It’s October. I am standing in the beer line at Brooklyn Beta. Around my neck hangs my conference badge. Under my name, my description explains the reasoning why I belong there, and why my acquaintance is possibly worth making. Along with boastful exaggerations of my coding prowess, it details that I developed Masonry. I recognize this snippet as my go-to factoid when introducing myself.

“Ever heard of jQuery Masonry? Yeah, I made that.”

True to the badge description, it honestly is the reason why I am there. Brooklyn Beta Conference co-organizer Cameron Koczon runs Gimme Bar. As Gimme Bar makes use of Masonry, Cameron was kind enough to invite me to the conference.

Gimme Bar uses Masonry. Pinterest uses (their own version of) Masonry. Delicious uses Masonry.

With these high-visibility web properties making use of my work, it’s now a part of my identity that I can share with people outside of the web profession. To my wife, Masonry was long regarded as the mysterious ‘boxes” project that her beau was constantly tinkering with. No longer. Now that she’s a Pinterest user, Masonry layouts are a familiar concept to her.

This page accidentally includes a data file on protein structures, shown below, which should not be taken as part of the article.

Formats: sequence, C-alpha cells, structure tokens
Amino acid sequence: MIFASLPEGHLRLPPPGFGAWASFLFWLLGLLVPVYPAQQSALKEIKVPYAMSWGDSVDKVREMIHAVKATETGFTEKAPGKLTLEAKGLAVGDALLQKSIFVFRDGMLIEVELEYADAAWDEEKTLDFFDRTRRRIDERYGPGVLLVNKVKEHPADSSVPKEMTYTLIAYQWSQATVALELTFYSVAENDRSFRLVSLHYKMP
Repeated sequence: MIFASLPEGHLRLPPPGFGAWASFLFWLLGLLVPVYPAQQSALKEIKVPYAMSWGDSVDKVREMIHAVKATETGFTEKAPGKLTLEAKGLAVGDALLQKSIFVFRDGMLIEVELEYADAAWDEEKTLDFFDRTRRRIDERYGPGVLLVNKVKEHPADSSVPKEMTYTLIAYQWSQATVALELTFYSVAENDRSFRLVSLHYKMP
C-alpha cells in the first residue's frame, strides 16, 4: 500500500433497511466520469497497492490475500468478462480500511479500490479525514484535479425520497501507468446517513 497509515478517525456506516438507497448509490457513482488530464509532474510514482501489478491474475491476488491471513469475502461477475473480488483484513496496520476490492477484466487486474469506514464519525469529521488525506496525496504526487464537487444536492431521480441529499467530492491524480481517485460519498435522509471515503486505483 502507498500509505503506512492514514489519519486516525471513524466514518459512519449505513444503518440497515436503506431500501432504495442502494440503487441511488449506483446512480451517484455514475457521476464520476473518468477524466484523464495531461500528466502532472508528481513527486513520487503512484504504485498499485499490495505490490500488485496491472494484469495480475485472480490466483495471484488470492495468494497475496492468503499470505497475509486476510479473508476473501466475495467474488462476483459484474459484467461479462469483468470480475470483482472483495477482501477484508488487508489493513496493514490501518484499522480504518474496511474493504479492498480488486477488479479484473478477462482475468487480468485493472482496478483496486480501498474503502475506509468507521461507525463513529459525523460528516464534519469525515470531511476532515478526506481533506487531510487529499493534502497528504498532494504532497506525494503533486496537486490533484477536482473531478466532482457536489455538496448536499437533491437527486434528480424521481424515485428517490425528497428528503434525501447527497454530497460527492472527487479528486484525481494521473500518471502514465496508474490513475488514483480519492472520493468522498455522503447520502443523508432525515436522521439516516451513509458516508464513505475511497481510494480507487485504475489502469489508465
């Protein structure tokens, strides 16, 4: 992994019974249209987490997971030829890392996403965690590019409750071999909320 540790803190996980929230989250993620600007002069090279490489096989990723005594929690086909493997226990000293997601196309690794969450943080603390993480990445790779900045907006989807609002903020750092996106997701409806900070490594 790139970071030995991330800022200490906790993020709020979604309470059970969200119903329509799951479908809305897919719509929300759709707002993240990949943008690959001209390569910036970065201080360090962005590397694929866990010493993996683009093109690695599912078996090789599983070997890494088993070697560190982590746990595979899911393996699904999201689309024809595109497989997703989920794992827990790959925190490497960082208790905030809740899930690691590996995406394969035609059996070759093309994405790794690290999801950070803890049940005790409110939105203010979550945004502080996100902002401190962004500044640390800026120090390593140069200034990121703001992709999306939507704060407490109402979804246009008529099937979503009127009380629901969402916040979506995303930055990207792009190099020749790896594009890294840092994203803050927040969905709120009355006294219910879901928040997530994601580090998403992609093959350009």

It is at this time in Brooklyn, I realize that Masonry has out-grown my authorship. It shares a place among other simple JavaScript resources now commonplace across the web, like Lightbox or FancyZoom. It’s another tool web developers have at the ready. Masonry belongs to everyone.

In the spirit of democratizing Masonry, I have developed Vanilla Masonry. Vanilla Masonry is the pure-JavaScript flavor of Masonry. It shares the majority of features with it’s jQuery counterpart, all without the filesize bloat of a full-scale library. From it’s foundation-level base, you can develop a custom fork to suit your own motives, as some have considered. Now Masonry can go anywhere.

I've been working on Masonry for about as long as I've known I wanted to be working in the web, nearly three years now. Today marks two years since the version 1.0 release of jQuery Masonry. I'd like to think that after all this time, all the hours spent coding, across three versions, I can dust off my hands and close the book on Masonry. But as I consider it's place, I see it's an integral part of who I am as a developer. As I grow in my profession, so does the project. So in a way, I hope Masonry never is completed.